Tuesday 26 June 2012

A Shill for Big Bacon

From such humble roots can a campaign be born.

When I heard about the Burger King Bacon Sundae a couple weeks ago, I sent a single tweet saying I'd hoped it would come to New Zealand. 
A week later, a reporter for the Herald on Sunday hit me on Twitter asking why I wanted to try the bacon sundae. I sent the reporter an email saying that maple syrup goes well with both bacon and ice cream, so it's not crazy to think bacon and ice cream could go well together. And, the bacon sundae had the added advantage of annoying the sorts of people who it's useful to annoy now.

So the Herald wrote:
Here, Eric Crampton from Christchurch has been campaigning on Twitter for its sale in New Zealand.

"I'd never thought of putting bacon and ice cream together but it makes sense - maple syrup makes bacon taste better and it goes really well with ice cream too," he told the Herald on Sunday.

"And a bacon ice cream sundae annoys all the sorts of people who really need to be annoyed from time to time."
I hadn't really thought I was campaigning. I hadn't sent pleading letters to BK, or stood outside BK with placards, or put out press releases, or put up a whole pile of blog posts with regression analyses purporting to demonstrate that the interaction effect of bacon and ice cream yields hedons* the likes of which would make all of Doug Sellman's nightmares of food addictions seem a pleasant daydream. But, the article was fun.

Then I saw Michele A'Court's piece in this weekend's Christchurch Press (not online).
Meanwhile, on the other side of the States, you can still get a fast-food chain bacon sundae – ice cream with bacon bits smeared with chocolate and caramel sauce, garnished with a strip of deep fried bacon. It’s been described by one appalled nutritionist as ‘‘15 teaspoons of sugar with some pig in it’’.
There’s a guy in Christchurch campaigning to bring it here. I admire his chutzpah – if that’s not an indelicate word to use when discussing bacon. He is quoted as saying not only does it sound like a great flavour combo, but its very existence will annoy ‘‘the sorts of people who really need to be annoyed from time to time’’. See comment from nutritionist above.
I may well try one. Or a small portion of one. And bring the rest home for this dude in my lunch box.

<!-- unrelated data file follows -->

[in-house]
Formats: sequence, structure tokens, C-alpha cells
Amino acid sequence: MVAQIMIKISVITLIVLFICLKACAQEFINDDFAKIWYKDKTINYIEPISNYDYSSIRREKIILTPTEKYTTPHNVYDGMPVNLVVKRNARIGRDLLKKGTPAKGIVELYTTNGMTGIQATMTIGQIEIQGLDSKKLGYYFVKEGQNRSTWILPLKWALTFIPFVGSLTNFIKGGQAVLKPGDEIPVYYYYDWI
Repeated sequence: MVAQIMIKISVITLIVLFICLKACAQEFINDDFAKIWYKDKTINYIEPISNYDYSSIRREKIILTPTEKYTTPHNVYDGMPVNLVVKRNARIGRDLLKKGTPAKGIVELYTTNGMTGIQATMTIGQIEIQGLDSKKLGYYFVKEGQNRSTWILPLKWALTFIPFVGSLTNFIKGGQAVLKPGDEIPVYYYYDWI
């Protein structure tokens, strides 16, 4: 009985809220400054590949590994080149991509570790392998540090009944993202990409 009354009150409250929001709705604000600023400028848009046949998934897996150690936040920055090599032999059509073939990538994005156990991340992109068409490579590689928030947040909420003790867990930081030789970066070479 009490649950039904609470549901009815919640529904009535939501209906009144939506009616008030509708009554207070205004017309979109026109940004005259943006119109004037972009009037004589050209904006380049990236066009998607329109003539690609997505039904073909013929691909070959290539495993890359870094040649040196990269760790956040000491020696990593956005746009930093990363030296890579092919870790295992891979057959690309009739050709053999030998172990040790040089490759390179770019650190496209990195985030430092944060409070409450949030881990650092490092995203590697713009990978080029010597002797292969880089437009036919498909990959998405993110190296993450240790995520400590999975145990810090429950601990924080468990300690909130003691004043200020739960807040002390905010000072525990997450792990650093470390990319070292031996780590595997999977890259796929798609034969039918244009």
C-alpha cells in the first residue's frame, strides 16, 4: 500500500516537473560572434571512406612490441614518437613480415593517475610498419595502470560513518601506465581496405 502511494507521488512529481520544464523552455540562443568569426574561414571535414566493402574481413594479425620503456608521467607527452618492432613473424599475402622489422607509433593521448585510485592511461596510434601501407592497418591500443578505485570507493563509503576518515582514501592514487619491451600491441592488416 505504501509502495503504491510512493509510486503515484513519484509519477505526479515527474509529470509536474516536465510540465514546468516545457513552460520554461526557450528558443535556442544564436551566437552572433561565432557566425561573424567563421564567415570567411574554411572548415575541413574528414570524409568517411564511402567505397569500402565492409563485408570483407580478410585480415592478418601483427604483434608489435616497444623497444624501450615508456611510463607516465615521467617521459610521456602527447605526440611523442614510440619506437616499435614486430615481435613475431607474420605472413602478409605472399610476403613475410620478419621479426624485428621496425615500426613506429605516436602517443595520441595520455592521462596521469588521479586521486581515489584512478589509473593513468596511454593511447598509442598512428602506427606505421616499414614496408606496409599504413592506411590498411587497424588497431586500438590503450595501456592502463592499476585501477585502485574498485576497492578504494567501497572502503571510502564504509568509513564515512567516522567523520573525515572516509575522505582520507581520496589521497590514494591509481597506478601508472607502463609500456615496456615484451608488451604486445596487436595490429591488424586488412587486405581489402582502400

Hmm. While I want to try one, I think I'd prefer making my own to eating somebody else's leftovers. I don't even like eating stuff my kids have pecked at.

Then Colin Peacock at MediaWatch wondered how much of a campaign there really can be if it's just one guy from Christchurch and a student in Auckland. Indeed. Especially when the guy from Christchurch isn't even really campaigning.

But I still want a bacon sundae. If Burger King brings it to New Zealand, I'll even try one. But I fiercely defend my independence: if it doesn't taste as mindblowingly awesome as I expect, I'll tweet the appropriate meh.

* You can't actually count hedons. If I tried putting a t-statistic on that kind of thing, McCloskey should have me shot. Utility is ordinal!


  1. I will never try bacon and ice-cream, as you can imagine, but my 6-year old son assures me that ice-cream and olives is the most awesome combination you can have, so I might give that a go instead.

  2. And I thought you were just going to the dogs. It appears that you are in fact going to the pigs!

  3. Reminds me of this xkcd strip:

  4. We are not sure about you at all now Eric, you encourage drinking and smoking and McDonalds. This is not PC, please send a copy of your economic thesis to the PC board,
    Department of un Immigration Wellington NZ, there have been complaints about your attitude towards the truth, you go dancing inside Christchurch, and we have heard you sometimes talk about global warming with cynicism, I am sorry but we have to reconsider your residency credentials, we are not at all sure about Canadian academics at all now,